Bayard Rustin

Bayard Rustin at a news briefing during the March on Washington, 1963.

Library of Congress, Prints and Photographs Division

Bayard Rustin, who came to Harlem to attend City College in the early 1940s, recalls Harlem congressman Adam Clayton Powell from that period. At City College, Rustin was an organizer for the Young Communist League and then began to work for A. Philip Randolph. Bayard Rustin's negative feelings about Powell, revealed in this segment of the oral history conducted in 1985, were undoubtedly strengthened by later events. In 1960, Adam Clayton Powell threatened to tell Congress about Rustin's homosexuality, causing Martin Luther King, who had worked closely with Bayard Rustin during the Montgomery Boycott and thereafter, to publicly break with Rustin.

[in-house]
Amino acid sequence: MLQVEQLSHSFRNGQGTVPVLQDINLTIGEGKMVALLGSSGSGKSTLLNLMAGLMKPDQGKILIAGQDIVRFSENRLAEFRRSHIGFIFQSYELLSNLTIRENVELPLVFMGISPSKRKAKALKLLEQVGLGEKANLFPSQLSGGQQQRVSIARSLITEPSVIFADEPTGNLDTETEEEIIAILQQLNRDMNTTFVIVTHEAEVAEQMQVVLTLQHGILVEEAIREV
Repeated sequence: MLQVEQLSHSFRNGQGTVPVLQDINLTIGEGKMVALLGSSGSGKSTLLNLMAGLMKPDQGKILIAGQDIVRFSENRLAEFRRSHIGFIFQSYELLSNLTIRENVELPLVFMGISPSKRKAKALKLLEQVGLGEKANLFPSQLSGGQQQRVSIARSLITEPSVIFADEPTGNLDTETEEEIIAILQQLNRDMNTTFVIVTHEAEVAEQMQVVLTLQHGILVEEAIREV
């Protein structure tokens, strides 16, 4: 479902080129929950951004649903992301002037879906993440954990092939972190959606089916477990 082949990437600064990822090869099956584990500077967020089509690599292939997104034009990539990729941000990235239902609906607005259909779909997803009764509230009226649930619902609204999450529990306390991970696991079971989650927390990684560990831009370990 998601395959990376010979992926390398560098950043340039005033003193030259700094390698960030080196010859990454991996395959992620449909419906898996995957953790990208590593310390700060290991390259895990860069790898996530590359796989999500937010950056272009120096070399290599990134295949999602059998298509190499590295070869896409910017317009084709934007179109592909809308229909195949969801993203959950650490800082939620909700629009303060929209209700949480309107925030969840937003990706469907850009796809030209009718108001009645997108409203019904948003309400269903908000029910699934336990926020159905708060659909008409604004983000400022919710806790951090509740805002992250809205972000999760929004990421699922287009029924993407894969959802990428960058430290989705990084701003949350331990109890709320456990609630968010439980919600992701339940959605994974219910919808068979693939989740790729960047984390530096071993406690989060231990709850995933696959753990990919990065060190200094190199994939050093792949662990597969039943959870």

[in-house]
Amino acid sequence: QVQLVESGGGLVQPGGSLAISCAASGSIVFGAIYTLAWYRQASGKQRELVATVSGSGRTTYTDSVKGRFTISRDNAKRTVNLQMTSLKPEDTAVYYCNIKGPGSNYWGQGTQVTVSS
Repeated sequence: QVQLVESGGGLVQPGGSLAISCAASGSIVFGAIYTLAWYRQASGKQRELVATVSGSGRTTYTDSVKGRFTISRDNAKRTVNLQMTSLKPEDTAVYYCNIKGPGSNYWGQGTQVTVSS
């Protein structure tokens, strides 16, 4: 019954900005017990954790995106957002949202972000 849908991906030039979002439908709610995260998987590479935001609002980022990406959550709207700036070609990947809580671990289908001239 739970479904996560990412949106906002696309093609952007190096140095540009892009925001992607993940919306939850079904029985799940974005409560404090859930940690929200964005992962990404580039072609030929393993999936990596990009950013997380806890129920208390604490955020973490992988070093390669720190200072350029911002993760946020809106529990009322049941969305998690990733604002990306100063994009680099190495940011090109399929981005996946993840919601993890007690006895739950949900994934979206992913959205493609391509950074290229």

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Photo Essay: Harlem Politics
"There is in Harlem a connection between politics and public performance . . . everyone expects a good show. And you tend to get politicians who are larger than life."
—Manning Marable

Arts and Culture
The flowering of Harlem music, theater, and writing is explored by Columbia faculty and recalled by eminent African Americans social leaders.

The Neighborhood
Harlem at different times was a magnet for Jews, West Indians, and African Americans from across the United States.

Reflections on Adam Clayton Powell, the odyssey of David Dinkins and political culture itself in Harlem.

Columbia Next Door
Quotations on Columbia’s role in the Harlem community.

The Institute for Research in African-American Studies at Columbia.

Paul Robeson
One of the most prominent black Americans of the 1930s and 1940s, Robeson won critical and popular acclaim for his stage and screen roles.

Ahead of Their Time
From Sid Luckman to Franklin D. Roosevelt, Columbians have often been ahead of their time.
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